WASHINGTON -- A bill lifting most remaining restrictions on nationwide banking was virtually guaranteed passage yesterday after a House-Senate conference committee settled the two chambers' disagreements over the issue.
The measure would bring a major change in U.S. banking law, loosening restrictions dating to 1927, and allowing banks to open branches nationwide. It also is likely to speed consolidation and make banking more convenient for customers.
Supporters said it also would bring higher interest rates for depositors and lower costs for borrowers.
The bill, which now heads back to the floors of both houses for final votes, where approval is likely, will allow a customer to make deposits and cash checks with the branch office of an out-of-state bank, something currently permitted in only a few areas. It also will permit banks to cut expenses associated with operating separate banks in each state.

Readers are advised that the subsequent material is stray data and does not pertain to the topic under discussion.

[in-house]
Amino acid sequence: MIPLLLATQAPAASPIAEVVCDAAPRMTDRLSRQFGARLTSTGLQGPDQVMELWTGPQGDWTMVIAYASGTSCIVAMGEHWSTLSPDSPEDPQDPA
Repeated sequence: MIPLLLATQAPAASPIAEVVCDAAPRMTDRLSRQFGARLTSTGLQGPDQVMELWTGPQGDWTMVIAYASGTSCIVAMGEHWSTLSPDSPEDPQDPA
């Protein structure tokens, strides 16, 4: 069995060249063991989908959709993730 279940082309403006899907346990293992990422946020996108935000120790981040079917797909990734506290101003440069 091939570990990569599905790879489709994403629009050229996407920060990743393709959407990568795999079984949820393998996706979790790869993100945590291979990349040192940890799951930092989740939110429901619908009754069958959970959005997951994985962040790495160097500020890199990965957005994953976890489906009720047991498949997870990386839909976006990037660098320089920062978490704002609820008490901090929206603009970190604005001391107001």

NationsBank Corp. of Charlotte, N.C., estimates that consolidating its existing operations in nine states would save it $50 million annually.
The bill also includes provisions designed to save banks as much as $45 million a year on paperwork, protect borrowers from being gouged on second mortgages and make $382 million in loans available to poor neighborhoods.
The conference committee's measure allows healthy banks to buy existing banks in any state one year after the bill becomes law. After June 1, 1997, a healthy bank holding company may combine bank units in several states, saving money and allowing consumers to bank across state lines. States may opt out of the so-called interstate branching.